If you’re fairly new to coding chances are you’ve run into an issue where you make a minor change in one place, and then end up breaking your script in another place. In order to find out what went wrong you start adding
While it sound like a good idea, what you’re actually doing is relying on Python to tell you when you’ve made a syntactical error. However, what if your syntax is find, but your code is incorrect?
For example, say you accidentally changed your
addition function to a multiplication function by replacing the
+ with a
def addition(a, b): return a * b
Python isn’t going to tell you you’ve made an error because your syntax is perfectly legal. The only way you’ll know that there’s a problem is when you see the result posted from your script. If the result goes unnoticed though, the bug will remain until someone does notice.
Once you’ve realised there is a problem, the
It’s safe to say that I found myself in this situation many times when I first started coding. Just when I was about to begin pulling my hair out I thought to myself, “there has to be a better way!”. And sure enough, there is.
While unittest is part of the Python standard library, I much prefer py.test as it is much cleaner to read and write, and is very powerful too.
As with just about everything with Python, installation is easy as:
sudo pip install pytest
In a nutshell, you use pytest to ensure that your code produces the correct results. Let’s take a look at this example in the pytest documentation:
# content of test_assert1.py def f(): return 3 def test_function(): assert f() == 4
Here we see two functions:
f(): Returns the integer 3.
test_function() : assert s that
f()will return 4.
f() returns a result that is different to the test assertion, pytest will alert us to this:
$ pytest test_assert1.py ======= test session starts ======== platform linux -- Python 3.x.y, pytest-3.x.y, py-1.x.y, pluggy-0.x.y rootdir: $REGENDOC_TMPDIR, inifile: collected 1 item test_assert1.py F ======= FAILURES ======== _______ test_function ________ def test_function(): > assert f() == 4 E assert 3 == 4 E + where 3 = f() test_assert1.py:5: AssertionError ======= 1 failed in 0.12 seconds ========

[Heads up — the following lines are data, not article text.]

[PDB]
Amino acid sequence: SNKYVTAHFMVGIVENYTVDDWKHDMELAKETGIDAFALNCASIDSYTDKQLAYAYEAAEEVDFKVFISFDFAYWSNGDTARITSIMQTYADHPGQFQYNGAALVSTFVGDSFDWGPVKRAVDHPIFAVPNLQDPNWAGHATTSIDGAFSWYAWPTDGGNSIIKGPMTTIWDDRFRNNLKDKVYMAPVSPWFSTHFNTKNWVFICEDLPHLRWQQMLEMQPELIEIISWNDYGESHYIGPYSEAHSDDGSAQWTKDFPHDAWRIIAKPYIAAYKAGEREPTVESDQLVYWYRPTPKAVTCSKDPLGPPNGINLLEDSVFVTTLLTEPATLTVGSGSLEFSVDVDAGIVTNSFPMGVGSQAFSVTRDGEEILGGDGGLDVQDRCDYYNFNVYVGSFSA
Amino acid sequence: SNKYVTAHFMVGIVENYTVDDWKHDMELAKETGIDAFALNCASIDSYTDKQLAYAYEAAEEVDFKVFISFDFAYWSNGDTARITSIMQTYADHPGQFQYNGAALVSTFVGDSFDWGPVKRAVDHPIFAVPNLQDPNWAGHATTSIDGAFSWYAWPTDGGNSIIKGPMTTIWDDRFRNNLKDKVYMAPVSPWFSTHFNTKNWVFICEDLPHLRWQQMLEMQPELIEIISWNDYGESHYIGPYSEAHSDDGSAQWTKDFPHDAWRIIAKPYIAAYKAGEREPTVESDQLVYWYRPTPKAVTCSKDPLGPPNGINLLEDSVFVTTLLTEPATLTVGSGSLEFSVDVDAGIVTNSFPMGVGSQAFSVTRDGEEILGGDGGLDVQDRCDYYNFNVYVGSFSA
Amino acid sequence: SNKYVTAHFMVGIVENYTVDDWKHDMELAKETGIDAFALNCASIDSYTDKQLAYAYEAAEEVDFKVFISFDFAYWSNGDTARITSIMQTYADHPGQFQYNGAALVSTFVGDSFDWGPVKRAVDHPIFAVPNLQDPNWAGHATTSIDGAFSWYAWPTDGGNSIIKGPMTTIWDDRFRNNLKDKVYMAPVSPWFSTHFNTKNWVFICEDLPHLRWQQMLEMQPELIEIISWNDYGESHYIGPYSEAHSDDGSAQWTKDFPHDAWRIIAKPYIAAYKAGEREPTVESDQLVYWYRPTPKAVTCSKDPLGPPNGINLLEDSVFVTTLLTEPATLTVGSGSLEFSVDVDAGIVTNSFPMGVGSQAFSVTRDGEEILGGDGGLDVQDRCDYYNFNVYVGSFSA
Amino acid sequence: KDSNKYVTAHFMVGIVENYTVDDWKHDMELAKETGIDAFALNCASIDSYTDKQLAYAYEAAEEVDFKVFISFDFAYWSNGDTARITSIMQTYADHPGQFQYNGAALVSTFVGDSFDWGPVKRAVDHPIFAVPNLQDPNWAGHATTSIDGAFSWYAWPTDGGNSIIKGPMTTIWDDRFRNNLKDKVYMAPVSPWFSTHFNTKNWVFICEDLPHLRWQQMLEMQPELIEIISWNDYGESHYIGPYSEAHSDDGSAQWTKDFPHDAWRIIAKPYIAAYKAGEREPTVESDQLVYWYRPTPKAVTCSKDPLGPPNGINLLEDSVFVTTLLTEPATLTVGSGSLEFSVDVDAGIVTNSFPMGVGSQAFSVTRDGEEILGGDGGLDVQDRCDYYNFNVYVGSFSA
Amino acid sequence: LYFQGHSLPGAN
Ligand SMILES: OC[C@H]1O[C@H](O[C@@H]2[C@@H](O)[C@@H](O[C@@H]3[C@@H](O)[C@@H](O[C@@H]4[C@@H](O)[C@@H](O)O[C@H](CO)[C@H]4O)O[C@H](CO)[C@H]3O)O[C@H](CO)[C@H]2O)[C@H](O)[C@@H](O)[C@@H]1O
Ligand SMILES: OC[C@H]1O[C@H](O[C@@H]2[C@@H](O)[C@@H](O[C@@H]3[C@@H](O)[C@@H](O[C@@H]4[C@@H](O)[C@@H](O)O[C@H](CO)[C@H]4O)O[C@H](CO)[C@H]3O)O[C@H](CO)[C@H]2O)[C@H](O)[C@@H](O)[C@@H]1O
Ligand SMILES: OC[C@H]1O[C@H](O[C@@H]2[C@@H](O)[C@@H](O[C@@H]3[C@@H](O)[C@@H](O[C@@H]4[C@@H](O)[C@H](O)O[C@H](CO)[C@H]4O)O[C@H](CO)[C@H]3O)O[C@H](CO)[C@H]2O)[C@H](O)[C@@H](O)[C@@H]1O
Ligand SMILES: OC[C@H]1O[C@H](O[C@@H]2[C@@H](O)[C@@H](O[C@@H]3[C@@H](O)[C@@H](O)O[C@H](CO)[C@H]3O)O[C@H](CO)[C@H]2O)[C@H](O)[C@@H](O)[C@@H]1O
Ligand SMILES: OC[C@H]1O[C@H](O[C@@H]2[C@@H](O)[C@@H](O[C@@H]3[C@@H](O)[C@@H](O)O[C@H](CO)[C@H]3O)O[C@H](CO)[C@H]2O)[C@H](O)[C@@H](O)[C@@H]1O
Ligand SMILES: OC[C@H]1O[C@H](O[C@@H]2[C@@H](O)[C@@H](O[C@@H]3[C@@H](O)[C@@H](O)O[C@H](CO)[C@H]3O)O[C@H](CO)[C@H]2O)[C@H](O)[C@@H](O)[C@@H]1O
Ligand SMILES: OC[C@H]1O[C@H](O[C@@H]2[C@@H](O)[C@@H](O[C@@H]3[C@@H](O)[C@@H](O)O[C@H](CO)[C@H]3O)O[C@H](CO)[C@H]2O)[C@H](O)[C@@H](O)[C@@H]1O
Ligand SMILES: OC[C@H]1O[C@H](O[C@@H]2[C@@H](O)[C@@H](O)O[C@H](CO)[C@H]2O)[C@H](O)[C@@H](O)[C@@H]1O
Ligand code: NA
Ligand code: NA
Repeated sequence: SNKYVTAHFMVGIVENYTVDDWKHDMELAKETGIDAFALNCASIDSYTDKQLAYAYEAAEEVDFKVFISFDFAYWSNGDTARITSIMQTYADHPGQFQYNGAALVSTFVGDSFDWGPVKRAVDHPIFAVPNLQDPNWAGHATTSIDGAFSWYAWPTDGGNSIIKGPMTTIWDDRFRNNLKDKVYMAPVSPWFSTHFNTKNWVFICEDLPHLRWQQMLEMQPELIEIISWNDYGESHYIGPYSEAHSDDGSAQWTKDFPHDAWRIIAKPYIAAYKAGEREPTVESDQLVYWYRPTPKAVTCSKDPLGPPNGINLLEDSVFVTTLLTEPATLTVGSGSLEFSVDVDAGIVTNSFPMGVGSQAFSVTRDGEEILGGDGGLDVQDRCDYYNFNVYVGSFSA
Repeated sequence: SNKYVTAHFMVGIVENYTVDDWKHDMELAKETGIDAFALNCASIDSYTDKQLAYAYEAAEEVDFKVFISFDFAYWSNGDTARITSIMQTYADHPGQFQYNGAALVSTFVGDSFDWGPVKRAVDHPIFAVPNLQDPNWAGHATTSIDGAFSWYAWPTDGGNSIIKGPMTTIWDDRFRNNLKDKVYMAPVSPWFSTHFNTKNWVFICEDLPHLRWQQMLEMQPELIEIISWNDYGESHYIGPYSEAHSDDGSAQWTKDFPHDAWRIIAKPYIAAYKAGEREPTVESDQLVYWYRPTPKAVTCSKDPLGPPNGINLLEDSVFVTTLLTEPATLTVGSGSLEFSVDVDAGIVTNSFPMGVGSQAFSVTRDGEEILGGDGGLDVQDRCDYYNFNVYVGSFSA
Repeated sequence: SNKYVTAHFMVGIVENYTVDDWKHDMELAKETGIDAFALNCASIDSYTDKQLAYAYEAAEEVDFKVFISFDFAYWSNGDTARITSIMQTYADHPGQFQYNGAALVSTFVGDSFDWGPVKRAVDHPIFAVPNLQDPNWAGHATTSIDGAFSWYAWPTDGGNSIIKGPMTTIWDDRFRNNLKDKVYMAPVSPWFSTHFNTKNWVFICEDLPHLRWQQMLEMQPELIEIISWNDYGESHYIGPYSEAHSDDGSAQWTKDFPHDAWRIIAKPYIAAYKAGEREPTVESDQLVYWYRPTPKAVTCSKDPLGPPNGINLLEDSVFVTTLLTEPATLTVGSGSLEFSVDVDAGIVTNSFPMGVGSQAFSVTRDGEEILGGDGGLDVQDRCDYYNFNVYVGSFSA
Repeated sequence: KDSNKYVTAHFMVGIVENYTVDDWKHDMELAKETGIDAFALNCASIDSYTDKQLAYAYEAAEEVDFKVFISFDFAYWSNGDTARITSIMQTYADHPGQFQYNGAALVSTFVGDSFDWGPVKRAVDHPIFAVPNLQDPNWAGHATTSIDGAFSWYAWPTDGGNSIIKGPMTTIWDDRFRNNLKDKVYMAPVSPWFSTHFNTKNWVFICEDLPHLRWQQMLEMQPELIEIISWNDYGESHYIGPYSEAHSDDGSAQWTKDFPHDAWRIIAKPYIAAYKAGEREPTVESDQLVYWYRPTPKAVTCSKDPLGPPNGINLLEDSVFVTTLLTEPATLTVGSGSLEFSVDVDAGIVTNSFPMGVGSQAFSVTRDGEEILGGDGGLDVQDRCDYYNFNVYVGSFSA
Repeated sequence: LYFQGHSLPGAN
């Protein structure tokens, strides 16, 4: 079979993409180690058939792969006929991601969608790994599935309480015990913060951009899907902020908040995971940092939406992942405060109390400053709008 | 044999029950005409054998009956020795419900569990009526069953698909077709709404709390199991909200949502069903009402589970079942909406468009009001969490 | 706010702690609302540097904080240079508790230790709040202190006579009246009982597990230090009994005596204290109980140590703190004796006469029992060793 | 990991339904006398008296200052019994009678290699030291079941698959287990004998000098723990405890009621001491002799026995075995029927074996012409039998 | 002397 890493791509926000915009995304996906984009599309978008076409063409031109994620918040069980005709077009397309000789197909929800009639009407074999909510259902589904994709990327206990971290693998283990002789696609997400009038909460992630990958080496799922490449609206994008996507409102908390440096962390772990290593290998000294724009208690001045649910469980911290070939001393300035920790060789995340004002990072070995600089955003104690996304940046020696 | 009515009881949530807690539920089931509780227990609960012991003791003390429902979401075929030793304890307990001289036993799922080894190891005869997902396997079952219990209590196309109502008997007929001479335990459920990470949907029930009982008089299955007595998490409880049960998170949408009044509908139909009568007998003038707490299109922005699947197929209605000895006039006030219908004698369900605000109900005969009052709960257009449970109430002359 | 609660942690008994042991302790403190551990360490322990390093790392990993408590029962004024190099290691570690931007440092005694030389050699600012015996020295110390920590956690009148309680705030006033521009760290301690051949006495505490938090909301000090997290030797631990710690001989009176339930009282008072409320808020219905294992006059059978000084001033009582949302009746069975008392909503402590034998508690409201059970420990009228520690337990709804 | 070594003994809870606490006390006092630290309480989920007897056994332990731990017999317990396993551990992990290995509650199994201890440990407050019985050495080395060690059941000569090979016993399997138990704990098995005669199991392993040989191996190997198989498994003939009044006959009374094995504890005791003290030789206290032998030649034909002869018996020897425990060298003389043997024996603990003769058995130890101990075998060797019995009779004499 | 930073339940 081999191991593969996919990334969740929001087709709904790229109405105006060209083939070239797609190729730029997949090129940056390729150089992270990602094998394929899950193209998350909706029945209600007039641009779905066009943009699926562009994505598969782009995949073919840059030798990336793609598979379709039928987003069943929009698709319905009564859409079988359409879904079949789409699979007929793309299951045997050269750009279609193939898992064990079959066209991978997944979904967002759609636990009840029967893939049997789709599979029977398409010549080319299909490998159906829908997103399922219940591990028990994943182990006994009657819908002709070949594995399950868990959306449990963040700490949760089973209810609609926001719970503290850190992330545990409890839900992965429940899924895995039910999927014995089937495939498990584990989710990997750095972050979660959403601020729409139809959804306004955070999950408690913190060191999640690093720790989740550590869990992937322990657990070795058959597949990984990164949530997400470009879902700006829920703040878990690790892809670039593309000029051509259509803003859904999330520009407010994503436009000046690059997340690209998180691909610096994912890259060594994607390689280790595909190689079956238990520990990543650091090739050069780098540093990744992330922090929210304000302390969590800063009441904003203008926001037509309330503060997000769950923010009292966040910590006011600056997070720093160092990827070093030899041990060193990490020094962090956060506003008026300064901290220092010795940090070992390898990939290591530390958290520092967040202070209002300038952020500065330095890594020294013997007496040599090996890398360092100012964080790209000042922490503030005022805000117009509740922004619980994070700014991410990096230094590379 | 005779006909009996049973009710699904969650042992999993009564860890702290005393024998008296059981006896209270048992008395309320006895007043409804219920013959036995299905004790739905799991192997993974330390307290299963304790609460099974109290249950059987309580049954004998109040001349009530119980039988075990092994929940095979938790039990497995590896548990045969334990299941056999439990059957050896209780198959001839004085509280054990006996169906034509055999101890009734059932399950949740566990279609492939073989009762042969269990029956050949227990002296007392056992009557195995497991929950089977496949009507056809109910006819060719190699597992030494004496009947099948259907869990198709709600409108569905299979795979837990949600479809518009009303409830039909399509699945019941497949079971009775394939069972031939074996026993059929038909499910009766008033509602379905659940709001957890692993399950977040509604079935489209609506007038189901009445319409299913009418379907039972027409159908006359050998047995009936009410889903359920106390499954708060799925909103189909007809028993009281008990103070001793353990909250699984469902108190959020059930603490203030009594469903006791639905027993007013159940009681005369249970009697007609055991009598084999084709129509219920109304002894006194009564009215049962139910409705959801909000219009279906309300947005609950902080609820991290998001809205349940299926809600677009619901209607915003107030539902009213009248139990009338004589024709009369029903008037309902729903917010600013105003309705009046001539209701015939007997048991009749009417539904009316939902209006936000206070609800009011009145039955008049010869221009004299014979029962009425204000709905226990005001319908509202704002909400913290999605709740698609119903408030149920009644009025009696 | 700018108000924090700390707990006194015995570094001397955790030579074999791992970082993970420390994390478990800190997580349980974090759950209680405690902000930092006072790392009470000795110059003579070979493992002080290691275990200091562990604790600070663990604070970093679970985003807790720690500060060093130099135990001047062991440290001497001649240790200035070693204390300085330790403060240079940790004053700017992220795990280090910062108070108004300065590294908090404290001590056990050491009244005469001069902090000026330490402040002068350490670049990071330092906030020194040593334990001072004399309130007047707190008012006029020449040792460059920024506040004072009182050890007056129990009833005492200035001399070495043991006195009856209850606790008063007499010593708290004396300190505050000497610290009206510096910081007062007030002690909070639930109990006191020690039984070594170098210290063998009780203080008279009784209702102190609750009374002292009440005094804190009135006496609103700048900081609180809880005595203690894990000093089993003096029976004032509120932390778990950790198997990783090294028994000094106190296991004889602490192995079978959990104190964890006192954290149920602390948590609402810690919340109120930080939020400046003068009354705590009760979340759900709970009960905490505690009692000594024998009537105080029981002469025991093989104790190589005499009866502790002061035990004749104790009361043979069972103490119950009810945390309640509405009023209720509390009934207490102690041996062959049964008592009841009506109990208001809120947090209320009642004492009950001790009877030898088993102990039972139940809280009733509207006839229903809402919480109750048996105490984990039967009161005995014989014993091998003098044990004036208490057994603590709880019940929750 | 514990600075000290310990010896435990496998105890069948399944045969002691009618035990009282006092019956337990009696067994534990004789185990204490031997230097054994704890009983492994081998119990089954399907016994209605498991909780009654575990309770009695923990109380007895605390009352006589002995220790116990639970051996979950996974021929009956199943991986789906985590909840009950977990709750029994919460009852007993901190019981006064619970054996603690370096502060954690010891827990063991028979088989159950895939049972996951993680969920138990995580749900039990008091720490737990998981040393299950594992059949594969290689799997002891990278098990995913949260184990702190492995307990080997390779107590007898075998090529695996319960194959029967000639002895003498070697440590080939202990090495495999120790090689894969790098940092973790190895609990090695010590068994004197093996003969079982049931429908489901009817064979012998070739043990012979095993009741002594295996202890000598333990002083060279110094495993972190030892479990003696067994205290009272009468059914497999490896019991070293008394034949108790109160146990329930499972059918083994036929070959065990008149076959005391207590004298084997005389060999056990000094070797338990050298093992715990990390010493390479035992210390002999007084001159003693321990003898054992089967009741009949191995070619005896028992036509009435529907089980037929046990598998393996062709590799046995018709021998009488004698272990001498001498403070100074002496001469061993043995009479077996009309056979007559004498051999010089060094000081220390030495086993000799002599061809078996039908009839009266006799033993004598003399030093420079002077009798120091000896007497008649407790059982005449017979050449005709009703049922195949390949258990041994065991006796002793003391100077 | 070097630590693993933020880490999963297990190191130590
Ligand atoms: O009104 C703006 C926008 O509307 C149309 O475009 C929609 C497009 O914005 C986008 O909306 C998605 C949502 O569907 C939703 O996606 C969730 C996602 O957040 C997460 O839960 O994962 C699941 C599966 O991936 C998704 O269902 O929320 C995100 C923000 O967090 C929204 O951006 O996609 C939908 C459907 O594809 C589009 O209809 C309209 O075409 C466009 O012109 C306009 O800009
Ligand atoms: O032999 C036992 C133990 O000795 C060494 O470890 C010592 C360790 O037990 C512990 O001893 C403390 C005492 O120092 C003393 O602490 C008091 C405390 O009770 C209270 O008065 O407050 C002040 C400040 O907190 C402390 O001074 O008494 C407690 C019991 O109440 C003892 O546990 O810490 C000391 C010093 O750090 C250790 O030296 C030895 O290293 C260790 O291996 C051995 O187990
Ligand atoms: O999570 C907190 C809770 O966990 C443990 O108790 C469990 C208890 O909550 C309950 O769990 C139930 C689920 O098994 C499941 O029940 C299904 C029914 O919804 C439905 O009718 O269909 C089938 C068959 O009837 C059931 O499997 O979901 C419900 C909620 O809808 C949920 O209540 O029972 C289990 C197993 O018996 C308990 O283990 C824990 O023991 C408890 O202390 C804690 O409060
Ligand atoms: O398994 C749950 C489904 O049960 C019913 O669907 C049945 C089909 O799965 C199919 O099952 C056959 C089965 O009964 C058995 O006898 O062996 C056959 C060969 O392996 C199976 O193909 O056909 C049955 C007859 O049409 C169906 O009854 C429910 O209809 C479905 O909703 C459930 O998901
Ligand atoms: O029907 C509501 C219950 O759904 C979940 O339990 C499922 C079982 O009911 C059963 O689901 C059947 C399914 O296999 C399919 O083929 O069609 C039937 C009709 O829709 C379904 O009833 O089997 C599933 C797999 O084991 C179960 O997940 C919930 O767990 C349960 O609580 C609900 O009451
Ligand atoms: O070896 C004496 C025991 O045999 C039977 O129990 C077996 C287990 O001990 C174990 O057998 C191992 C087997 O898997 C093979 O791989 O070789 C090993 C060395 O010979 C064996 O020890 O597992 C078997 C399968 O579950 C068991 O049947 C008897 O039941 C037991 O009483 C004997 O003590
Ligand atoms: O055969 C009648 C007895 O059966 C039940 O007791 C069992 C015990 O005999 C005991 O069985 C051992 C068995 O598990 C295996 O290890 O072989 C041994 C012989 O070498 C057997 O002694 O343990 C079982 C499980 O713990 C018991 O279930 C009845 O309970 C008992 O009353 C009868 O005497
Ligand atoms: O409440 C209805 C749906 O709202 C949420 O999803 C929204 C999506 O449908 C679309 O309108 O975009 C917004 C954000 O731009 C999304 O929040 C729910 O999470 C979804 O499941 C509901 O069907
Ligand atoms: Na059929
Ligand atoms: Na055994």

Making minor modifications to this code enables us to create a test for our
def addition(a, b): return a * b def test_addition(): assert addition(4, 5) == 9
Doing so produces the following results:
F:\Will>pytest -v test_addition.py ============================= test session starts ============================= platform win32 -- Python 2.7.13, pytest-3.1.2, py-1.4.34, pluggy-0.4.0 -- c:\python27\python.exe cachedir: .cache rootdir: F:\Will, inifile: plugins: cov-2.5.1 collected 1 items test_addition.py::test_addition FAILED ================================== FAILURES =================================== ________________________________ test_addition ________________________________ def test_addition(): > assert addition(4, 5) == 9 E assert 20 == 9 E + where 20 = addition(4, 5) test_addition.py:5: AssertionError ========================== 1 failed in 0.03 seconds ===========================
And there you have it! Not only do we now know that your code is syntactically correct, but we also know that it is producing the results we expected. If someone makes a change to the function and the wrong figure is produced as a result, pytest will alert you to it.
Using this technique to automate unit testing will save you a massive amount of time because it’s not only automatic, but it tells you exactly where the error is. No longer will you need to include temporary
Update: If you enjoy using pytest, you might also be intersted in my Allure2: A GUI for your code tests post too.
As always, if you have any questions or have a topic that you would like me to discuss, please feel free to post a comment at the bottom of this blog entry, e-mail at email@example.com, or drop me a message on Reddit (OzNetNerd).
Note: The opinions expressed in this blog are my own and not those of my employer.